Scientists announced today that between 2005 and 2008 four women from Mexico City received lab-grown vaginas. According to their doctors, all of the patients are doing well nearly a decade later.
MRKH syndrome affects one in 4,500 girls. Those affected are born with either “an underdeveloped or absent vagina and uterus.”
The women were between 13 and 18 years of age at the time of the surgery.
Traditional treatment for this condition involves painful surgery and dilation procedures, which can be traumatic for patients and often unsuccessful. In an attempt to find another way to combat MRKH, researchers embarked on a scientific journey to engineer vaginas that would be compatible with each individual patient, described in a study published in The Lancet.
This photo shows an MRI image of an implanted vagina:
- The vaginal organs themselves were generated using cells biopsied from the women’s genital areas.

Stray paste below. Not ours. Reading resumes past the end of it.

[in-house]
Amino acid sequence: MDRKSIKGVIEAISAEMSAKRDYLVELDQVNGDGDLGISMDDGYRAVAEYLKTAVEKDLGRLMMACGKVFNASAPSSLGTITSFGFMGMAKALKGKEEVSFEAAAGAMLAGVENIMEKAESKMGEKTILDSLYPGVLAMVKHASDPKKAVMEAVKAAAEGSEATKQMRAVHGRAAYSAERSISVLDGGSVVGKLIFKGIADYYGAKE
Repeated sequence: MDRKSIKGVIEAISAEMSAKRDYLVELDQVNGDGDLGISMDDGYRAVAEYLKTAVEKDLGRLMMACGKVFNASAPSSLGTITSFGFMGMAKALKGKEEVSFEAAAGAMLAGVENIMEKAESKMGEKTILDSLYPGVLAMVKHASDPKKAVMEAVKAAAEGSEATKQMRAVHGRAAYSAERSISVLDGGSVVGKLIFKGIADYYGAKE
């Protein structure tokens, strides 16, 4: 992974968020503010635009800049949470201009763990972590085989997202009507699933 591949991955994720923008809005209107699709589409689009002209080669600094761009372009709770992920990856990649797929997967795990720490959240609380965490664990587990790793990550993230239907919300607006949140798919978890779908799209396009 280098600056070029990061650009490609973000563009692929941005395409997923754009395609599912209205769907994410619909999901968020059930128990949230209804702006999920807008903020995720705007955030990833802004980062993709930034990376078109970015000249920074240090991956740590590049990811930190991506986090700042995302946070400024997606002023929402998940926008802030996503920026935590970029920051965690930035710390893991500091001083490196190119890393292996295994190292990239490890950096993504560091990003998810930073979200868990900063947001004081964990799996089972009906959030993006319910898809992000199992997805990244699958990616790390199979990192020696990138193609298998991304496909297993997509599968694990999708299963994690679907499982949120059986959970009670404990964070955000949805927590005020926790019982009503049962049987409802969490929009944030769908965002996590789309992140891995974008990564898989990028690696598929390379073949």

- The cells were then “teased apart” and grown separately, according to Anthony Atala, a urologist at Wake Forest University who conducted the trials.
- The cells were “expanded and sewn onto a biodegradable scaffold that researchers had previously shaped into a vagina tailored to each patient.”
- Six weeks later, the women underwent surgery.
- After the operation, the women’s “nerves and blood vessels gradually expanded and started integrating themselves into the engineered tissue,” reports The Verge. “By the time the scaffolding had completely disappeared, it was no longer needed — the cells had laid down their own permanent support structure.”
Atala — who in 1998 was able to implant engineered bladders in nine children — says after 8 years, the transplanted organs show functionality. The women can experience sexual desire, pain-free sex, and can even reach orgasm, though they are not able to bear children.
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